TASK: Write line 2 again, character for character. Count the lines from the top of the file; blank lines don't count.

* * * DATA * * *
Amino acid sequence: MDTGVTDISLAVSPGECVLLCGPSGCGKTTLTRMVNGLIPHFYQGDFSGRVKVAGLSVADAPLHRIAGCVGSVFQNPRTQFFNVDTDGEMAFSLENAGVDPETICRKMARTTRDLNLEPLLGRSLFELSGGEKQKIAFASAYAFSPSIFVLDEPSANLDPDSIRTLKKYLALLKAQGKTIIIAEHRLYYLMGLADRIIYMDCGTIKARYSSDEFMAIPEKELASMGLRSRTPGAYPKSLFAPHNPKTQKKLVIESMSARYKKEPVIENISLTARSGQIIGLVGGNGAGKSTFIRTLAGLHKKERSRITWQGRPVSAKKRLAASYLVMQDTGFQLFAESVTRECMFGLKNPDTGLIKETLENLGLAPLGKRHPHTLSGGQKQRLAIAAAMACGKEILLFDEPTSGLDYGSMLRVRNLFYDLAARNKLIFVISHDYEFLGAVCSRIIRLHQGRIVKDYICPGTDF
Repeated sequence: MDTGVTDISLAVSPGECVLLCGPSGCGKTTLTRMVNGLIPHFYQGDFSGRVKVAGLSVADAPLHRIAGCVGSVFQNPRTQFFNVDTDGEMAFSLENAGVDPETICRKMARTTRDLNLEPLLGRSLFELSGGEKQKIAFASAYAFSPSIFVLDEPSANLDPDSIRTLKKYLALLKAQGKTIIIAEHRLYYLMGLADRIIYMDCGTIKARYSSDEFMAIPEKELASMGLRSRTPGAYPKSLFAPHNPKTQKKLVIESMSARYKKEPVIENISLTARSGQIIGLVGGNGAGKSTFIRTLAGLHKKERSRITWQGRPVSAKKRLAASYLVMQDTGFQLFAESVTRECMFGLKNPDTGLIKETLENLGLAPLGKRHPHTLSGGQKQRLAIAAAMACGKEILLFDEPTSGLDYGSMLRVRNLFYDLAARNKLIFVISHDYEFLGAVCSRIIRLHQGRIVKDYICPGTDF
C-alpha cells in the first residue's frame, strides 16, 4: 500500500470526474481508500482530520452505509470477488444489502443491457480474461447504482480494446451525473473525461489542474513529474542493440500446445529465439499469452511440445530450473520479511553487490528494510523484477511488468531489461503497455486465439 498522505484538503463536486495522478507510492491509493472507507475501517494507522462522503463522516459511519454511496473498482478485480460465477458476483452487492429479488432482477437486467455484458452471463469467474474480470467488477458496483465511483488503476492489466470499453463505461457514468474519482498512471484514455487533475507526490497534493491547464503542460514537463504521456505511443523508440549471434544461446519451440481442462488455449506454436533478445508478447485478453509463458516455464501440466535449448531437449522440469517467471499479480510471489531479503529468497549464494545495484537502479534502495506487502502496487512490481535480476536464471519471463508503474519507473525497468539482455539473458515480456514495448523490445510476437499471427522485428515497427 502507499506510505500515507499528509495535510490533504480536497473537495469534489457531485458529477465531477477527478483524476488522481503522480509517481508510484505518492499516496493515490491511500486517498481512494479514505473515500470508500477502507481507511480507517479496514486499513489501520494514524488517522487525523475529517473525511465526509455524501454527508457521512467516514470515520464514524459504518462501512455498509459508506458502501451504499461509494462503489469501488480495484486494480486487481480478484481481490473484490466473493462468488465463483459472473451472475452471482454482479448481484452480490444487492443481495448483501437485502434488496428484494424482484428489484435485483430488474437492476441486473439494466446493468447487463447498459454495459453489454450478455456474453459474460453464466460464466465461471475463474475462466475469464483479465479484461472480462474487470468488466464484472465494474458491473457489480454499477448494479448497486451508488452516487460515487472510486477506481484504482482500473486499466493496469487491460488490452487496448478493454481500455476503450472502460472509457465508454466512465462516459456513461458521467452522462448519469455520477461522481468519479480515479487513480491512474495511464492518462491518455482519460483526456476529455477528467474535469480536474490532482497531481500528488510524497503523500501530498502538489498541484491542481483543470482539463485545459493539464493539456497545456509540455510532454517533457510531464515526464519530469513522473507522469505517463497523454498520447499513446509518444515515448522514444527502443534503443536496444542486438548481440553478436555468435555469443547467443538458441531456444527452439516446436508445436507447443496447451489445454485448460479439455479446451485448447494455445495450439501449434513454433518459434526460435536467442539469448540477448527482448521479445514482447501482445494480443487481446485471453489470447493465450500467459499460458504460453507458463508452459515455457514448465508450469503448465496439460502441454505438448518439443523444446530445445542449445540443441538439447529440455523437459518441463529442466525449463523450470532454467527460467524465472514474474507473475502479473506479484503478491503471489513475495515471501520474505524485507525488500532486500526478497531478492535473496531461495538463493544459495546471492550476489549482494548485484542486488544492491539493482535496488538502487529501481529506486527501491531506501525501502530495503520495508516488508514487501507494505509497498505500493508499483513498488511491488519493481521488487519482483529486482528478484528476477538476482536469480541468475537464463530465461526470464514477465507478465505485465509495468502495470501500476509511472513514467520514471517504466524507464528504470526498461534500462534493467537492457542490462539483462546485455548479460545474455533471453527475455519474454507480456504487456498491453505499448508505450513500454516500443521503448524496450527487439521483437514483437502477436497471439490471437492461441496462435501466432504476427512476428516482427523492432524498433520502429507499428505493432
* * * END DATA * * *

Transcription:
Repeated sequence: MDTGVTDISLAVSPGECVLLCGPSGCGKTTLTRMVNGLIPHFYQGDFSGRVKVAGLSVADAPLHRIAGCVGSVFQNPRTQFFNVDTDGEMAFSLENAGVDPETICRKMARTTRDLNLEPLLGRSLFELSGGEKQKIAFASAYAFSPSIFVLDEPSANLDPDSIRTLKKYLALLKAQGKTIIIAEHRLYYLMGLADRIIYMDCGTIKARYSSDEFMAIPEKELASMGLRSRTPGAYPKSLFAPHNPKTQKKLVIESMSARYKKEPVIENISLTARSGQIIGLVGGNGAGKSTFIRTLAGLHKKERSRITWQGRPVSAKKRLAASYLVMQDTGFQLFAESVTRECMFGLKNPDTGLIKETLENLGLAPLGKRHPHTLSGGQKQRLAIAAAMACGKEILLFDEPTSGLDYGSMLRVRNLFYDLAARNKLIFVISHDYEFLGAVCSRIIRLHQGRIVKDYICPGTDF